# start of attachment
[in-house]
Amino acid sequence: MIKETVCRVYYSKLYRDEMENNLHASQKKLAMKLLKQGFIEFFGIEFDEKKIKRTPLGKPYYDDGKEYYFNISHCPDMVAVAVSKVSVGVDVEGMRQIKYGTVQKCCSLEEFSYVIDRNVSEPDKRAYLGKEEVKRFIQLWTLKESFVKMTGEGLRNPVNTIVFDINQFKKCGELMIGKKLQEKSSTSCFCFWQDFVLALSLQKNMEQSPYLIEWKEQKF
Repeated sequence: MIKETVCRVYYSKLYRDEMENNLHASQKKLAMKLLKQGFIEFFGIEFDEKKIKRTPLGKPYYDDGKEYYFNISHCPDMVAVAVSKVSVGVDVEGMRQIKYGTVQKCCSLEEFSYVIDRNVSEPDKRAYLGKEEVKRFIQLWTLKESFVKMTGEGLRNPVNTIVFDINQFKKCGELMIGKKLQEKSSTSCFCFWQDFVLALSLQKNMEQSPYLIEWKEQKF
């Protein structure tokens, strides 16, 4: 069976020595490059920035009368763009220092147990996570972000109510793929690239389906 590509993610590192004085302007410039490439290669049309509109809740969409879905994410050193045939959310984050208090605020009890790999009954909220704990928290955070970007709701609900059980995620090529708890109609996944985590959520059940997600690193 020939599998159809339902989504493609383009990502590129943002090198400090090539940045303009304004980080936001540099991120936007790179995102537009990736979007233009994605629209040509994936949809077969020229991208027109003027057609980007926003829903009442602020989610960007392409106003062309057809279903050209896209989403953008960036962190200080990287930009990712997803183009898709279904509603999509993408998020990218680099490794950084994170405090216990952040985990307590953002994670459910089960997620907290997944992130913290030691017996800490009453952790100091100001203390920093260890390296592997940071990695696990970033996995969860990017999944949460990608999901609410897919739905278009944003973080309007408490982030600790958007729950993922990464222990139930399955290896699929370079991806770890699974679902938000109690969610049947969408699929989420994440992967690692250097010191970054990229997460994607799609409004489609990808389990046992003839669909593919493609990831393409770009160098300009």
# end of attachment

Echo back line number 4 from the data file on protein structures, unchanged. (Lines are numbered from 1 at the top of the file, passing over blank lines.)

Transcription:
């Protein structure tokens, strides 16, 4: 069976020595490059920035009368763009220092147990996570972000109510793929690239389906 590509993610590192004085302007410039490439290669049309509109809740969409879905994410050193045939959310984050208090605020009890790999009954909220704990928290955070970007709701609900059980995620090529708890109609996944985590959520059940997600690193 020939599998159809339902989504493609383009990502590129943002090198400090090539940045303009304004980080936001540099991120936007790179995102537009990736979007233009994605629209040509994936949809077969020229991208027109003027057609980007926003829903009442602020989610960007392409106003062309057809279903050209896209989403953008960036962190200080990287930009990712997803183009898709279904509603999509993408998020990218680099490794950084994170405090216990952040985990307590953002994670459910089960997620907290997944992130913290030691017996800490009453952790100091100001203390920093260890390296592997940071990695696990970033996995969860990017999944949460990608999901609410897919739905278009944003973080309007408490982030600790958007729950993922990464222990139930399955290896699929370079991806770890699974679902938000109690969610049947969408699929989420994440992967690692250097010191970054990229997460994607799609409004489609990808389990046992003839669909593919493609990831393409770009160098300009």